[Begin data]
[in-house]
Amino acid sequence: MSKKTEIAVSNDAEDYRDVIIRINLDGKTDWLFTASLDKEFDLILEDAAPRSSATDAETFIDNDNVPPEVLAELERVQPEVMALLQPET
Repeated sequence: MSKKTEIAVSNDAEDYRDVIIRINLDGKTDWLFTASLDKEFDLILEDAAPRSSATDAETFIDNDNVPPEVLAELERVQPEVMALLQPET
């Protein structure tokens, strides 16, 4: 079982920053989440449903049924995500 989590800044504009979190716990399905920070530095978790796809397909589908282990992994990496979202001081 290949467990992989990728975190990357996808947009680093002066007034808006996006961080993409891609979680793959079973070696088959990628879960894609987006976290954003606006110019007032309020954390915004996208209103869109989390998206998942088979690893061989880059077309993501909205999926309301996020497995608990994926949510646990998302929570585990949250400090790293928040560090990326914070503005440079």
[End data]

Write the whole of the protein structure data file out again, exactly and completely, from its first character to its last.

[in-house]
Amino acid sequence: MSKKTEIAVSNDAEDYRDVIIRINLDGKTDWLFTASLDKEFDLILEDAAPRSSATDAETFIDNDNVPPEVLAELERVQPEVMALLQPET
Repeated sequence: MSKKTEIAVSNDAEDYRDVIIRINLDGKTDWLFTASLDKEFDLILEDAAPRSSATDAETFIDNDNVPPEVLAELERVQPEVMALLQPET
């Protein structure tokens, strides 16, 4: 079982920053989440449903049924995500 989590800044504009979190716990399905920070530095978790796809397909589908282990992994990496979202001081 290949467990992989990728975190990357996808947009680093002066007034808006996006961080993409891609979680793959079973070696088959990628879960894609987006976290954003606006110019007032309020954390915004996208209103869109989390998206998942088979690893061989880059077309993501909205999926309301996020497995608990994926949510646990998302929570585990949250400090790293928040560090990326914070503005440079």